we’re rewriting everything we wrote last night to make it more satisfying. also finished f(r)iction #18: legacy and one of the authors featured notes the tempo of the chapters she writes and i thought that would be a neat thing to do. i pack so much into my chapters that their tempo can change moment to moment but her methods got me thinking about pacing in my stories, so let’s see if we can make some improvements.
oh! i also decided to combine the george glass and quarter characters. i wasn’t really feeling quarter as a name for this sensitive gentleman character i had in mind, and i want him to do things of his own volition rather than just following someone else around. i feel like he doesn’t have enough to do with that second character around. plus i’m sure the kids will be plenty of characters in their own right.
[fiddling with some background stuff]
alright i’m back
let’s fucking go
[apologies for any flashing i might need to go back and forth between drafts]
alright hold before we write the thing maybe we should try outlining the stuff we want to happen
(i don’t normally do outlines but i feel outliney tonight)
- Slow: George Glass in on the way to rescue the kids when his lungs act up. sits down to rest. Reflects on the townspeople’s apathy to the plight its children.
- Slow: Flashback to the night the children were taken. The children were playing in the flower fields to watch the moonblooms open up for the night. George Glass was sitting at his favorite tree, watching the moon dance on the waves of the sea, when he feels fire at his back. At least one of the children can use magic.
- Fast: Soldiers capture the children. Why were they even there? They claim they guard the forest road…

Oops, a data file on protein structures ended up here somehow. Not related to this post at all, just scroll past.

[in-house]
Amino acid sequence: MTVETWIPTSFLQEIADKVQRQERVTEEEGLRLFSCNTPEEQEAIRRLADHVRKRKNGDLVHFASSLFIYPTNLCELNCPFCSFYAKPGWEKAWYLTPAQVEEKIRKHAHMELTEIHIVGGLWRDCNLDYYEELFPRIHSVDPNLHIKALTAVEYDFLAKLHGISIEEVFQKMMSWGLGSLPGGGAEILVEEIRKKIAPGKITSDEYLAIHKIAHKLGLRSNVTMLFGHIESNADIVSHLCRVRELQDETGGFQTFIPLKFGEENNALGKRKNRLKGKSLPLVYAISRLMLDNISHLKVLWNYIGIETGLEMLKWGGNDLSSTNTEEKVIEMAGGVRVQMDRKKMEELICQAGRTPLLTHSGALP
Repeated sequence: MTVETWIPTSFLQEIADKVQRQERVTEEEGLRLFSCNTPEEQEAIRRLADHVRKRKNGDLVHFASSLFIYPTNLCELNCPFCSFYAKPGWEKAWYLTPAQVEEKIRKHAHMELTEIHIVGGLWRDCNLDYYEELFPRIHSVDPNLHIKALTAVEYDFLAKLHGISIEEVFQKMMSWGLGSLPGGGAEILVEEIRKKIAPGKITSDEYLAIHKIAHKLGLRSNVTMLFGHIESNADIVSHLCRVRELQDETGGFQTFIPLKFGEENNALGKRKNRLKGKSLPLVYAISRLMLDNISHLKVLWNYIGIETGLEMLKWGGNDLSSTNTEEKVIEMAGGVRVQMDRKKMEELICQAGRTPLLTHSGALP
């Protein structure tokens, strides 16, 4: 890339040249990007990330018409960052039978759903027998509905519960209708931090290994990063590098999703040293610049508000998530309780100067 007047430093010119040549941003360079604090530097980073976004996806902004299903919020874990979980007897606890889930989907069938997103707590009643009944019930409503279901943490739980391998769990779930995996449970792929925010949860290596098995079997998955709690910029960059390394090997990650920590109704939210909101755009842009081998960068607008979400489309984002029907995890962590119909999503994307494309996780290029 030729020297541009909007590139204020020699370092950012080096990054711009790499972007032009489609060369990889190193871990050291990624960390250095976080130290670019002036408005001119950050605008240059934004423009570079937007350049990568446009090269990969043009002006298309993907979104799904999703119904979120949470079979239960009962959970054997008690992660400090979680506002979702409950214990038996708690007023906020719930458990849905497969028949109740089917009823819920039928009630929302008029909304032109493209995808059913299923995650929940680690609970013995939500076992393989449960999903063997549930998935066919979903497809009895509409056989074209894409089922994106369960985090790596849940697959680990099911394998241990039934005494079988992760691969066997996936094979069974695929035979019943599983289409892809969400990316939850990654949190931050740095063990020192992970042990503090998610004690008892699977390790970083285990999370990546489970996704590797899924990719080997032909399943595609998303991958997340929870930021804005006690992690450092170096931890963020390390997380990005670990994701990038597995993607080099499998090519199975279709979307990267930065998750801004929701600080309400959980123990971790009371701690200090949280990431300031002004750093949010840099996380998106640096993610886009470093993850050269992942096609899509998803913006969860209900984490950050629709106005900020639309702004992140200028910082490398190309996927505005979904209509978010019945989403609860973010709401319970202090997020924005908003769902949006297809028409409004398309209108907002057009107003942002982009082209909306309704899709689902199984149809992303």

- Beat: George Glass is haunted by the children’s screams.
- Slow: George Glass unsuccessfully rallies the townspeople. He goes to save the children on his own.
George Glass had been trudging through the rain for two hours now. [It’d been that dreary chill before he’d left.] Each drop beat against his body. His clothes clung to him in a heavy heap of cloth, his hair smashed against his eyes in a web of grayish-brown spirals, and the ground was becoming muddy enough to swallow his cane. [He had to fight the road to release his cane with a pop.] [He fought the road for his cane. It finally released it with a pop.] He [braced one hand against a tree and] grumbled as he fought the road for his ability to walk [as pain-free as possible]. As the battle raged on, he freed one hand to brace against a nearby tree. When the road still refused to release his cane, he gathered another shard of strength to pull with both hands again.
[The road finally released his cane with a pop.]
His cane finally popped free.
[By then, his lungs were screaming at him to rest. At first, he told.]
With renewed earnest, his lungs screeched at him to rest. George Glass told himself at first that he’d rest when the children were safe. The mud and the rain and his usual Breathlessness devoured that idea. They hissed and snarled until he surrendered on a nearby stone.
He closed his eyes. Frustrated. Not only was his body fighting against him, but the townspeople too, albeit passively. His neighbors couldn’t be bothered to rescue their own children!
Controlling his breath did more harm than good these days, so instead, George Glass listened to the sonata of the storm. It played a steady, sparking patter of a million bullets.
[George Glass gasped.]
He shivered at both the cold and the realization.
[As soon as he felt his lungs were.]
The moment his lungs’ screeching died down to a simmer, George Glass moved on. The ground turned rockier, more solid yet slipperier. George Glass didn’t pretend he was moving quickly, but now, he deemed his pace ridiculous. For a fleeting wisp of a thought, he worried he wouldn’t be able to rescue the children…
But he moved onward. Because no one else was even going to try.
[alright, coming up on an hour. hopefully this’ll be a short stream like last night.]
A lot of it was fear. Terror, frankly. The soldiers had guns. The townspeople had hunting knives and bows.
Except George Glass and the children. Likely not all of them, but at least one.
[The children had been dancing in the night, awaiting the moonblooms’ first blossoming after winter.]
[The children had been dancing and giggling and laughing that night.]
George Glass had been sitting at his usual tree, watching the moon dance across the sea below.